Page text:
Covid invites us to project upon it our own experiences and expectations, our fears and hopes, providing the perfect template to experiment with the far reaches of our collective dreads and dreams.
The renowned Russian fabulist Ivan Krylov wrote of The Inquisitive Man who visits the museum of nature, relishing its exhibits, but failing to notice the great elephant in their midst. Is COVID19 our “elephant in the room,” so vastly obvious to be seriously noticed and discussed? Surely not, we’ve all been reading so much about it in the past couple of months, and Sapienism has certainly had its share of that. But learning about the virus is not really getting to know it, is it?
What if there was a way to do just that? Suppose, for example, that the Coronavirus were a person – what would you ask him?
“Can you please tell me about your parents?” is one interesting line of inquiry. “So how exactly did you start your global business?” is another. But considering how busy Mr. Covid must be these days, we might as well cut to the chase: “Any specific plans for the future?” Still, for some, myself included, when it comes to humans, no question is more intriguing than the good old fashioned “Why?” After all, only humans contemplate the causes and reasons for what they see around them, and inside them. I will thus go with a blunt “Why on earth have you been doing this?”
Unfortunately, since Covid, however metamorphosized, has yet to anthropomorphize itself, we will likely get no answer. We have seen it before, of course. The universe too is silent; it gives us no reason, no meaning to hold on to – just a starry canvas on which to paint our own passions and purposes. So does the Covid veil.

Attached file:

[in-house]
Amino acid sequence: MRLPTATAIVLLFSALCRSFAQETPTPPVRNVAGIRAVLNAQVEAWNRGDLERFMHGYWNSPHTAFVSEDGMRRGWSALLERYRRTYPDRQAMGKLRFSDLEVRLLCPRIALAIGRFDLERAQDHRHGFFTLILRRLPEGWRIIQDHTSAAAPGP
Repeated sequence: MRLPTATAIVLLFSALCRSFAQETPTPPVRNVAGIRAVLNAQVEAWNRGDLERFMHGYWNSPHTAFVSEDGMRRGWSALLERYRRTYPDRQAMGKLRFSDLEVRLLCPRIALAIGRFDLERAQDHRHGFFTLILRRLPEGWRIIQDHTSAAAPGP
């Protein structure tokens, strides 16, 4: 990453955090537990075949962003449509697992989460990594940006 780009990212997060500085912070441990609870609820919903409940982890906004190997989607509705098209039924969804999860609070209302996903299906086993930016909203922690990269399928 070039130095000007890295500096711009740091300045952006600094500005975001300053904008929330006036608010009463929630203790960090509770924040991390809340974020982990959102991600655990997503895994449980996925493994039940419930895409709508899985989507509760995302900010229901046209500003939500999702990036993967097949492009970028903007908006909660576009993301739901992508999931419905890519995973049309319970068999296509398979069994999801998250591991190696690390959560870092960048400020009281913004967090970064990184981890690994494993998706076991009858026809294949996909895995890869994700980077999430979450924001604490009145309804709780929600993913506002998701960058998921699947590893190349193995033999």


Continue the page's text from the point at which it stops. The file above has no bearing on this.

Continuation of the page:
Perhaps then Covid is a different sort of elephant… Do you recall the Indian parable about the blindmen and the elephant? Standing around the huge animal, each blindman touched another part – and came to a different conclusion about what they faced. The trunk felt like a snake, the ear like a fan, the leg like a tree-trunk, the tusk like a spear. The elephant, however near, remained far from their grasp.
So it is with the pandemic, huge but hidden in plain sight.
Like the elephant in the room, Covid too invites us to project upon it our own experiences and expectations, our fears and hopes.
Shall I start with mine? Here’s a troubling thought I have: Do we wear mask to bask in fear so we can mask a deeper anxiety?
If you’ve been worried, it makes much sense, and you’re definitely not alone: disease and death are at our doorsteps, perhaps – I so dearly hope not – have already entered yours. Still, for most of us, the horrid realities are mediated by media, conventional and social. And we know, from many studies, that reading about it, especially in social media, makes us more concerned – a bummer in and of itself, and all the more so when we recall hypertension may make us much more susceptible to our nefarious silent interviewee. Since following constant stories about the virus helps it attack us, shouldn’t we opt to know less?
We rarely do. Why? Being humans, we might be able to answer this one. Do we secretly wish to nurture our worries – but what on earth for? Perhaps we sometimes use fear, about how and when we may die, to mask a deeper dread, wondering why we should stay alive.
When it is harder to dodge this disquieting question, we sometimes answer by seeking a higher cause: “I live to help others achieve/become…”. The virus provides the perfect template to experiment with the far reaches of our collective dreads and dreams. That is exactly what is so exciting about “the end of the world as we know it”; the potential to have a clean social slate is both terrifying and exhilarating. Whether it is old ideas or new technologies, each can offer a bright utopia or a bleak dystopia, and many shades in between.
But of course, sometimes a mask is just a mask 😊